Burgundy Tape, released in late August, features heavy jazz influence and is filmed in the Boogie Woogie jazz club in Seoul. The group song “Shadow” is sexy, sassy, and a little drunken. As the members stumble through a club, drink in hand, they entice us to tell them our deepest wishes as they succumb to their own insatiable desires.
The texture and timbre of the song closely resembles a standard jazz combo, but with some additional electronic layering. To top it off are Bitsaeon’s scatting and Narachan’s nonsense “laridari feel like I’m drunk yeah” that harkens back to the improvisations of jazz singers and crooners. It has a vintage feel and sensuality to it that pulls one in and leaves one feeling just as breathless as the members describe themselves feeling in the lyrics.
Complimentary track “Moonlight” is a classic acoustic ballad that sees Bitsaeon in a simple white shirt singing about telling his true thoughts only to the moonlight, a sentiment many can likely relate to, especially this year.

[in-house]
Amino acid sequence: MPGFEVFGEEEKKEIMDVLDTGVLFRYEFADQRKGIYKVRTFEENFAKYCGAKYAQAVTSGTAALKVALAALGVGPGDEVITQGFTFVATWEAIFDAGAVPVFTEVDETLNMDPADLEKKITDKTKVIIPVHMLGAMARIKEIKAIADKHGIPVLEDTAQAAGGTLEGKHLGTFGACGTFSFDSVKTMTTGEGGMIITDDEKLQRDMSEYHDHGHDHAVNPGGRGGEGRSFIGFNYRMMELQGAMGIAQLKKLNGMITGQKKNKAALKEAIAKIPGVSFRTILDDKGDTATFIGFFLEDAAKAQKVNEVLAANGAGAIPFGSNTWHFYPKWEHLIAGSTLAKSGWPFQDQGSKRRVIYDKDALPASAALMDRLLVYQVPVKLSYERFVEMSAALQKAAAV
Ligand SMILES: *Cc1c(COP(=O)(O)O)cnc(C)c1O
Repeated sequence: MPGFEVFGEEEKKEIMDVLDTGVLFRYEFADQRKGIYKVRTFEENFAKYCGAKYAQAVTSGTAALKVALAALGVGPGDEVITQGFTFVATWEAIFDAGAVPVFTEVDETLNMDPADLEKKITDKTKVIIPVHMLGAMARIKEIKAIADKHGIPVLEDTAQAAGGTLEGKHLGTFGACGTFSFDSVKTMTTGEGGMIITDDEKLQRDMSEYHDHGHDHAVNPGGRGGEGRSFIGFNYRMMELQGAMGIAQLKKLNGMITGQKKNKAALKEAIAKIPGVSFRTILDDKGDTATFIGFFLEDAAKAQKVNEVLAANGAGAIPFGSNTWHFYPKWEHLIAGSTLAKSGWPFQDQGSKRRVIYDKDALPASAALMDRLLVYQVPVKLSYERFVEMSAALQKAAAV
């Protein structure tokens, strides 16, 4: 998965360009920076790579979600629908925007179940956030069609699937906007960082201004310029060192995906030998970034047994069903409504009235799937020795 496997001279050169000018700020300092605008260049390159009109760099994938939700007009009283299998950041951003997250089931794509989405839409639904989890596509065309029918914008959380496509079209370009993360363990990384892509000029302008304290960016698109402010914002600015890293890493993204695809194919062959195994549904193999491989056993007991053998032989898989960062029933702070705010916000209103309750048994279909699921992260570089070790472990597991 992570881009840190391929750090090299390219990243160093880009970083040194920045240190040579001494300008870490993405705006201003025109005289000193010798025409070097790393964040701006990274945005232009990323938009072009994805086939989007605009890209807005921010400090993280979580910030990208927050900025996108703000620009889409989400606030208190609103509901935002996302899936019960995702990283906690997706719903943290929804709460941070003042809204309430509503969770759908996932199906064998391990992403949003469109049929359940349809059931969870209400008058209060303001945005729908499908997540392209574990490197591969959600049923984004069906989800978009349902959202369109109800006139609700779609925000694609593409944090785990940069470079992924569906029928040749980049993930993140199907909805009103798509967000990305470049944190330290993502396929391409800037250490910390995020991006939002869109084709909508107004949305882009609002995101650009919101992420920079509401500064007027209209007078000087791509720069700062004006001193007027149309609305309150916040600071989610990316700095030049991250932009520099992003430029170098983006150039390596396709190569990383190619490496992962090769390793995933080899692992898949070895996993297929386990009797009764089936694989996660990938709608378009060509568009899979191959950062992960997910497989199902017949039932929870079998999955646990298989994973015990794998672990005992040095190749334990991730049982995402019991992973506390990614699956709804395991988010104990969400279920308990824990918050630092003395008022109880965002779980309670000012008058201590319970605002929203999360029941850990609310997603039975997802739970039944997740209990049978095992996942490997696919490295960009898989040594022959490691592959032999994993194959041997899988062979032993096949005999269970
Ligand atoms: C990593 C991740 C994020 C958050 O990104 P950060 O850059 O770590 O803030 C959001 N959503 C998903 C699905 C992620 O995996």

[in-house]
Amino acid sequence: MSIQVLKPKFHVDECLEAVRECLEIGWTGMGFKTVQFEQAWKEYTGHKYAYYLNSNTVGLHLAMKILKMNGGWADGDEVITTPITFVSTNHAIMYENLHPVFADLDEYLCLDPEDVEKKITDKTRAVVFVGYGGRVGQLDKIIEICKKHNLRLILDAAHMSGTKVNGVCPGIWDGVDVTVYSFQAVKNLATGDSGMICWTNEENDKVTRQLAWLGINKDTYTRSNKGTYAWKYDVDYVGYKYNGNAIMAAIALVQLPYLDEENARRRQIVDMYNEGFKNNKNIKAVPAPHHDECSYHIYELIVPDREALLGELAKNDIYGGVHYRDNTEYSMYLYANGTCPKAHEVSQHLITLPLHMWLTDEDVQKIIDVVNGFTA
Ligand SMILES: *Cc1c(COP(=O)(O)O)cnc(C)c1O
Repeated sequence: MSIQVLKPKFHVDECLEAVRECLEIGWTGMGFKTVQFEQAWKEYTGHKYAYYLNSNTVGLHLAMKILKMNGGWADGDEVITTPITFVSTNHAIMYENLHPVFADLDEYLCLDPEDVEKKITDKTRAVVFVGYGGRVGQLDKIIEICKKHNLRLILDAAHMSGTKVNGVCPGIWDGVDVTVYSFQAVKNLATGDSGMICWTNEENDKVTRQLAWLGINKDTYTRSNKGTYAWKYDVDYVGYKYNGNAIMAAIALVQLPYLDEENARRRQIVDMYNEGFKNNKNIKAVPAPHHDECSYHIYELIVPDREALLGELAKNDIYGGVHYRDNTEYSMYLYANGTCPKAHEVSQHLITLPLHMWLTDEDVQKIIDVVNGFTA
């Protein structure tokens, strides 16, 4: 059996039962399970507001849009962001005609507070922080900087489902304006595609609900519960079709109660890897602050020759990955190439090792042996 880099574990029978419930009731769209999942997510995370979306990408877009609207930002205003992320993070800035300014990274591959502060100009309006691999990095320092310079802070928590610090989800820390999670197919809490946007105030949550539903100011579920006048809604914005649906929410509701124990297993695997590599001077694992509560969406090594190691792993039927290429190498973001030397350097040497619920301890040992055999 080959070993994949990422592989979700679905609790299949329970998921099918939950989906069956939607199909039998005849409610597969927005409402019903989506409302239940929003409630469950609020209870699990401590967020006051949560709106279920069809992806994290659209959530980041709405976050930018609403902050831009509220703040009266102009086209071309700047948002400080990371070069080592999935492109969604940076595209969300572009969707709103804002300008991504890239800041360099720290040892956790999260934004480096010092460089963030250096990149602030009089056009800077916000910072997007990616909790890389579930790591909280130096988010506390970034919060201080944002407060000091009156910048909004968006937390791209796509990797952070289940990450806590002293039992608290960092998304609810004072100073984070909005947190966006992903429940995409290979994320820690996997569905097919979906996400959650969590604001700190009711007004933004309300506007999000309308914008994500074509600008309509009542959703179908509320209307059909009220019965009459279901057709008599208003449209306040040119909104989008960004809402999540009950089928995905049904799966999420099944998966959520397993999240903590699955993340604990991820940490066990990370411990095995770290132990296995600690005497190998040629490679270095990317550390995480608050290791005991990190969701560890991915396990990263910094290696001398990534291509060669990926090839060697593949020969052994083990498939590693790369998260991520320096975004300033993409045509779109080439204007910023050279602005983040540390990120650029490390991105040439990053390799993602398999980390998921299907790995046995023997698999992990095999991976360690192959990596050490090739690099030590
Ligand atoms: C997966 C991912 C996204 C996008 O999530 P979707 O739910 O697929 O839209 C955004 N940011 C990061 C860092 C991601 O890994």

Framed in a simple 12-bar blues, it sounds melancholic and contemplative, complemented by Bitsaeon’s delicate falsetto. Creating beauty out of simplicity can be difficult but M.O.N.T. does it with finesse.
Composed by Bitsaeon himself, the simplicity and acoustic backing let the song breathe and make it sound like an authentic jazz ballad you would hear from a professional jazz musician. Like “Shadow,” there is also a tasteful bit of scatting as well as a trumpet solo in the second half. There is no intricate camera work, glitz, or complex set, it is only Bitsaeon on the stage at the Boogie Woogie singing to a seemingly unsuspecting crowd that even casually walks in front of the camera.